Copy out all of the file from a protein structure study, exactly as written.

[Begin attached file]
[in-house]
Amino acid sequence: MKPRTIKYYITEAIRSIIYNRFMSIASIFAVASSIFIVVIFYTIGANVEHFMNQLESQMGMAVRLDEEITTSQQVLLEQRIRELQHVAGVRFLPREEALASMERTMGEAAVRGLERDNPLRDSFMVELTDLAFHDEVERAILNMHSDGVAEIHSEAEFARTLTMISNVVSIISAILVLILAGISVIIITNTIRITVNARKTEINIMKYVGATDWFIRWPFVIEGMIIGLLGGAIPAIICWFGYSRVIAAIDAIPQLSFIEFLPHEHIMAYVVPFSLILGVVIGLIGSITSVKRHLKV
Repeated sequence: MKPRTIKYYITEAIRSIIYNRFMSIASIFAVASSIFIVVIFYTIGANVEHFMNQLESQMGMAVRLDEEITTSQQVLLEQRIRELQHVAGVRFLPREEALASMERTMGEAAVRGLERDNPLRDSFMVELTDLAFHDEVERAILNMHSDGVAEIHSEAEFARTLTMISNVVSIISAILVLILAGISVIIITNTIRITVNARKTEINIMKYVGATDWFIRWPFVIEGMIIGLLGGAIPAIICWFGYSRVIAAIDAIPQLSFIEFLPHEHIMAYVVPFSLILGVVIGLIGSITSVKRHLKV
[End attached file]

[in-house]
Amino acid sequence: MKPRTIKYYITEAIRSIIYNRFMSIASIFAVASSIFIVVIFYTIGANVEHFMNQLESQMGMAVRLDEEITTSQQVLLEQRIRELQHVAGVRFLPREEALASMERTMGEAAVRGLERDNPLRDSFMVELTDLAFHDEVERAILNMHSDGVAEIHSEAEFARTLTMISNVVSIISAILVLILAGISVIIITNTIRITVNARKTEINIMKYVGATDWFIRWPFVIEGMIIGLLGGAIPAIICWFGYSRVIAAIDAIPQLSFIEFLPHEHIMAYVVPFSLILGVVIGLIGSITSVKRHLKV
Repeated sequence: MKPRTIKYYITEAIRSIIYNRFMSIASIFAVASSIFIVVIFYTIGANVEHFMNQLESQMGMAVRLDEEITTSQQVLLEQRIRELQHVAGVRFLPREEALASMERTMGEAAVRGLERDNPLRDSFMVELTDLAFHDEVERAILNMHSDGVAEIHSEAEFARTLTMISNVVSIISAILVLILAGISVIIITNTIRITVNARKTEINIMKYVGATDWFIRWPFVIEGMIIGLLGGAIPAIICWFGYSRVIAAIDAIPQLSFIEFLPHEHIMAYVVPFSLILGVVIGLIGSITSVKRHLKV